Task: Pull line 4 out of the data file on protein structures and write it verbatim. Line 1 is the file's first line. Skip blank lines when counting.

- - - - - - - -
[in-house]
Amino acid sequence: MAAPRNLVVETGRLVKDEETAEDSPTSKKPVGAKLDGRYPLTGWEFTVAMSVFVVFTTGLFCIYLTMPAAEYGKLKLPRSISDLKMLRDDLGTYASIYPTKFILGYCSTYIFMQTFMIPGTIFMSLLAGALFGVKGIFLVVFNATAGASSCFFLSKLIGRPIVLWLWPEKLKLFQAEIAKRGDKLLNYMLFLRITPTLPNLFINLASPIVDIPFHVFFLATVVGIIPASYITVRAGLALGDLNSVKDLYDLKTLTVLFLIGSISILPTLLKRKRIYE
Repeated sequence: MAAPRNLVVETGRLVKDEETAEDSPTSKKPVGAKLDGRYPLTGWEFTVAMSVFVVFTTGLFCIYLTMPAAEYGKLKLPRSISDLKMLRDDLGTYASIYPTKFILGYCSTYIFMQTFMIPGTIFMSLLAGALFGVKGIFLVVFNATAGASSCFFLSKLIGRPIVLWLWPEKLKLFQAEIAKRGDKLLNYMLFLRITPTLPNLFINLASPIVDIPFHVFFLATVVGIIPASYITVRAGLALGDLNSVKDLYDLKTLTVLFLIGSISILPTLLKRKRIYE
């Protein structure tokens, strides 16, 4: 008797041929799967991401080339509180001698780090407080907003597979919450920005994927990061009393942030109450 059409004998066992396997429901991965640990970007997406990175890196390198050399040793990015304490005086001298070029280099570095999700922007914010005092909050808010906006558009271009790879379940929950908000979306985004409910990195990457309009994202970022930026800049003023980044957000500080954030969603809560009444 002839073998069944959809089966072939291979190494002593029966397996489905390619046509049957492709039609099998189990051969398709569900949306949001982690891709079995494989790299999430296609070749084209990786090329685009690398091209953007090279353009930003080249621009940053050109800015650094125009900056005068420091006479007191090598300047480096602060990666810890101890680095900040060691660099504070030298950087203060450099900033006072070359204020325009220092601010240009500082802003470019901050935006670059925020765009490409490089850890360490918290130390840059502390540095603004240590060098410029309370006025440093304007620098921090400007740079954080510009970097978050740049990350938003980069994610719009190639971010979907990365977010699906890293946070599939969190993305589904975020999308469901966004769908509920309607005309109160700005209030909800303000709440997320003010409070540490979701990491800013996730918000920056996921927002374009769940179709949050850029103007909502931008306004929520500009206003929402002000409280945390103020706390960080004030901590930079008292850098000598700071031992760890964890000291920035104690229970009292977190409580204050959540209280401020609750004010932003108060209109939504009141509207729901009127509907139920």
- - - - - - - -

């Protein structure tokens, strides 16, 4: 008797041929799967991401080339509180001698780090407080907003597979919450920005994927990061009393942030109450 059409004998066992396997429901991965640990970007997406990175890196390198050399040793990015304490005086001298070029280099570095999700922007914010005092909050808010906006558009271009790879379940929950908000979306985004409910990195990457309009994202970022930026800049003023980044957000500080954030969603809560009444 002839073998069944959809089966072939291979190494002593029966397996489905390619046509049957492709039609099998189990051969398709569900949306949001982690891709079995494989790299999430296609070749084209990786090329685009690398091209953007090279353009930003080249621009940053050109800015650094125009900056005068420091006479007191090598300047480096602060990666810890101890680095900040060691660099504070030298950087203060450099900033006072070359204020325009220092601010240009500082802003470019901050935006670059925020765009490409490089850890360490918290130390840059502390540095603004240590060098410029309370006025440093304007620098921090400007740079954080510009970097978050740049990350938003980069994610719009190639971010979907990365977010699906890293946070599939969190993305589904975020999308469901966004769908509920309607005309109160700005209030909800303000709440997320003010409070540490979701990491800013996730918000920056996921927002374009769940179709949050850029103007909502931008306004929520500009206003929402002000409280945390103020706390960080004030901590930079008292850098000598700071031992760890964890000291920035104690229970009292977190409580204050959540209280401020609750004010932003108060209109939504009141509207729901009127509907139920």